It's a shame when young stars of today do not recognize thepersonalities and real stars who contributed a lot to the developmentlocal showbiz. But it just plain irritates a lot of people when newcomers and"star" wannabes become swell-headed and see themselves as "superstars" afterdoing one or two movies or after starring in a couple of TV shows.
These showbiz upstarts have no idea what a real "Superstar"is.
A Superstar is someone who has thousands of supporters, whotreat the star as their queen or king, not only in their youth but throughouttheir whole life. The Superstar's fans withstand the heat of the sun and thecold rain just to wait and follow their idol during any event—loyalists whowould fight and virtually die for their idol. They would even name their offspring after their Superstar.
A Superstar is someone whose love life is always colorful,always watched and talked about.
A Superstar has stories and legends that blur the linebetween fact and fiction.
And as we all know, Philippine showbiz has only oneSuperstar—Ms. Nora Aunor.
Here's the first of the three "urban legends" about her.
WHEN "THE DON," FELL FOR THE "BROWN DOLL." In 1970,Nora Aunor, did the movie Lollipops and Roses. Produced by PremiereProductions, it was touted as one of the most expensive movie productions ofthat time, having been shot in Hollywood, Los Angeles, California, and even hiringforeign talents.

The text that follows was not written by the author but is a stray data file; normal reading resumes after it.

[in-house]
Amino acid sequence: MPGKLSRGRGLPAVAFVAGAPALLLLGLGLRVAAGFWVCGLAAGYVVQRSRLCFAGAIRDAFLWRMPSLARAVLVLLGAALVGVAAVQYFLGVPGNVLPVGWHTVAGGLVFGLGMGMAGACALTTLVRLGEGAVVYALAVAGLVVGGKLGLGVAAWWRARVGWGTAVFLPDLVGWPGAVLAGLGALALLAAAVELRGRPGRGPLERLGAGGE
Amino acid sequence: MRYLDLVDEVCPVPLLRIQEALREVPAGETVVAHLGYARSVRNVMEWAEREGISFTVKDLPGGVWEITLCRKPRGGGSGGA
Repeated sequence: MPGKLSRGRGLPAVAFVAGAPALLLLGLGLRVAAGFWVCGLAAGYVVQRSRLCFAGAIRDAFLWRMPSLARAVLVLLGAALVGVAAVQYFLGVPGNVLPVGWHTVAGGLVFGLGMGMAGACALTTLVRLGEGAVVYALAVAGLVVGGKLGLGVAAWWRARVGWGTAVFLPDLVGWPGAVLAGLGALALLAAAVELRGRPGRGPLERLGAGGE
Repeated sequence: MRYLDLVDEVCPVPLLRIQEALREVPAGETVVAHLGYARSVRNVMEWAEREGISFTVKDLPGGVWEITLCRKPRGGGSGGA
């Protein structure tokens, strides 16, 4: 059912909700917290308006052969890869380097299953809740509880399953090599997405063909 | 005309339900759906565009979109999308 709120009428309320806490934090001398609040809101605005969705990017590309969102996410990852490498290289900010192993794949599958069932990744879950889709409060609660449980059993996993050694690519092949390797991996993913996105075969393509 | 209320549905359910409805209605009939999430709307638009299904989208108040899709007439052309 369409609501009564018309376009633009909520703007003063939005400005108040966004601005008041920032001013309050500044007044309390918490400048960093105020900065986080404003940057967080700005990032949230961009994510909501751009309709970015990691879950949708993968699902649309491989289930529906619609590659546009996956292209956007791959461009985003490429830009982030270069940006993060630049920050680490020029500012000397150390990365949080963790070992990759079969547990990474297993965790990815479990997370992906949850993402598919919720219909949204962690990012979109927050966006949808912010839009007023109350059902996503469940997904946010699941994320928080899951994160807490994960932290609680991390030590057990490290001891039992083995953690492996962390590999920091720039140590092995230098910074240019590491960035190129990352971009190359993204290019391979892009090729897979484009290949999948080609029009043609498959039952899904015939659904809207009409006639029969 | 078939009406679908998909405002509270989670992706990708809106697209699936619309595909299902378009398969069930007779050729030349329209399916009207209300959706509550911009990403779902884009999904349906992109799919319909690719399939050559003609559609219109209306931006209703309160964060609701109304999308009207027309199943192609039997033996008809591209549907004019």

When the movie was finally shown in the Philippines, it wasan instant hit. Lollipops and Rosesset the record for being the first Filipino movie to be shown not only in"masa" theaters, but also in first-class, "Hollywood movies only" theaters suchas the Greenhills and Magallanes theaters. The movie was shown for six monthsin theaters all over the country, raking in a lot of money for PremiereProductions and, of course, for the Superstar Nora Aunor.
Fast-forward to the ‘80s: The hit U.S. TV detective series MiamiVice was all the rave among fashion-mad, music-loving, hip-crazy kids whoemulated the way the characters in the show talked, moved, and wore theirclothes, particularly one of the show's lead stars, Don Johnson.
Veteran showbiz writers, and especially, fans of Nora Aunor,recognized Don as one of the two U.S.-based talents that Premiere Productionshired to star with then 17-year-old Nora Aunor in the movie Lollipops andRoses. (The other Hollywood star was Davy Jones, lead singer of the ‘60srock n'roll band The Monkees.)
Don played the son of the Nora character's foster parents inthe States. In the movie, Don was extra-nice to Guy because he had a crush onher. "She's a brown doll," Don's character said of Nora. He showed her aroundwhile Nora was in L.A., and even sang The Carpenters' "Close To You" in a duetwith Guy in one scene. He was trying to get Nora's attention away from hisrival in the movie, Pinoy actor Victor "Cocoy" Laurel.
Some showbiz writers and fans insisted that "The Don" reallyfell for Nora and the two became a couple while Nora was in the States. Nora,they said, was nursing a broken heart after her breakup with Tirso Cruz III—herreel and rumored real sweetheart when she was still working for Sampaguita Pictures—andDon was at the right place and at the right time. He courted Guy and they had ashort fling.
And as the story goes, the fling ended before Nora returnedhome. They never saw each other afterwards.